Your website is the primary storefront for your business. It is your window to the world of markets and potential new customers. It is crucial that you know what is working on your website and what isn’t. Are your landing pages converting leads? Is the website’s front-page drawing people in? Does your site look modern? Are the pages easy to navigate?
It's difficult for you to critique and analyze your website objectively. You built the website; it’s hard to change it and admit that something isn’t working. That is where page analytics come in. Page analytics provides you a set of data in easy-to-understand charts and graphs. Analytics can track responses to your web pages in real-time, empowering you to make adjustments as needed to remain competitive.
In short, page analytics gives you the tools to adapt your company to the modern marketplace. The more you know about your business, its web page, and how your customers react to it, the better you can improve the customer experience and your bottom line.
What is the Bounce Rate?
A “bounce” is a single page session on your website. That means a user visits your site and sticks to one page and leaves after viewing that page. The bounce rate is the total number of single or one-page sessions divided by the total number of sessions on your website, i.e. the percentage of sessions on your website that only viewed a single-page.
Is a high bounce rate bad?
A high bounce rate means that a large number of people who visit your website are engaging with only one page. Whether that is bad depends on your site. For instance, if you have a “home” page that is the gateway to your other pages, i.e. sales and landing pages, then a high bounce rate is bad because that indicates that people aren’t venturing past the home page and exploring your content or products.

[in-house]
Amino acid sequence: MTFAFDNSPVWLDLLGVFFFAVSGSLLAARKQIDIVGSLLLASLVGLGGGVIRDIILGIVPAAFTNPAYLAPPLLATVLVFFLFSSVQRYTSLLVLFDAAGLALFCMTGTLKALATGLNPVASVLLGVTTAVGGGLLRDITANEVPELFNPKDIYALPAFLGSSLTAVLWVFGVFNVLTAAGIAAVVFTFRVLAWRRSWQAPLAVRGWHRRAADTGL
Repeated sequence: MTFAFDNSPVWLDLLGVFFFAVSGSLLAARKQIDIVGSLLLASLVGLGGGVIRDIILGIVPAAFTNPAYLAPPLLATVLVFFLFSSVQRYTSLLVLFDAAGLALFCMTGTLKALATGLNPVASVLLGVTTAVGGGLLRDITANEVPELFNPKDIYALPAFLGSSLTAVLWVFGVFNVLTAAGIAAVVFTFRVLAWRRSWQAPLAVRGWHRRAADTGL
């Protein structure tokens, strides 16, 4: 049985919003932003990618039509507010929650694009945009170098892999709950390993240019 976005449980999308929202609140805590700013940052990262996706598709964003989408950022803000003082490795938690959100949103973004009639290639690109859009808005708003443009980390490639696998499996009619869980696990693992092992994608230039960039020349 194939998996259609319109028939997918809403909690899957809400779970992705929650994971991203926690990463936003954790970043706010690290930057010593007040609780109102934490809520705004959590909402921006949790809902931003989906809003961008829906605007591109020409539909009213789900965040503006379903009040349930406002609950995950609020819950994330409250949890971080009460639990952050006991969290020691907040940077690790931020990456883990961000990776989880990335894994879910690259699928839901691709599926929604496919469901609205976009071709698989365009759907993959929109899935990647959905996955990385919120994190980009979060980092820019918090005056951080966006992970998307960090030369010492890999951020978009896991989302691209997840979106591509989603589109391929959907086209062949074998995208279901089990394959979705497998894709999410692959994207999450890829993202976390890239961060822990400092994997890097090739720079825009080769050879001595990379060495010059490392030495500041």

However, if your website is a single page, like a constant-running blog, then a high bounce rate is fine. Essentially, it depends on how your website functions.
What is the average bounce rate?
The average bounce rate is between 41 to 55 percent. If you can keep your bounce rate around 26 to 40 percent, then your company is in excellent shape. A bounce rate of 56 to 70 percent is above average, however, depending on the structure of your website, may not be cause for alarm. Any bounce rate that is above 70 percent is a source of alarm (except for blogs, news articles, events, and similar web pages).
How do you lower your bounce rate?
Examine the bounce rate from different perspectives:
Each perspective will tell you where and how your bounce rate jumps and drops. For example:
- Compared your desktop site to your mobile site.
- Do your email pages drop or increase the bounce rate?
- How about Google organic?
- How do your blog pages do?
You can begin understanding where and how your marketing fits into the bounce rate. What can you do to reduce it? Which campaigns are effective and to what extent?
Linking to other pages
Another technique to reduce the bounce rate is to link to other pages throughout your website. Page links are an easy way to pull customers away from a page and to a landing or product page. Most people are proficient at navigating websites however you want to maximize the ability of your customers to navigate and utilize your site.
Page links allow you to create “shortcuts” to product pages which increase the number of eyeballs viewing your content.
Another problem frequently encountered by smaller companies is the structure of their site. Does your organization make logical sense? Do you proceed from a home page to a product page, to a landing page, and to a purchase page? Where can you make improvements?
Do you use a blog? Does it link back to relevant products or landing pages? Think about the structure of your website and how a person might navigate through it. A lot of web designers plot out the structure on a piece of paper to trace the number of steps and what each step does for the customer.
The bounce rate is your first and most crucial step is understanding traffic flow to and through your website. Just like if you owned a brick-and-mortar store, you would want to know if people never walked through your front door, you would want to know why. Your website is no different, if people aren’t exploring your site, you need to know why and how to correct the issue.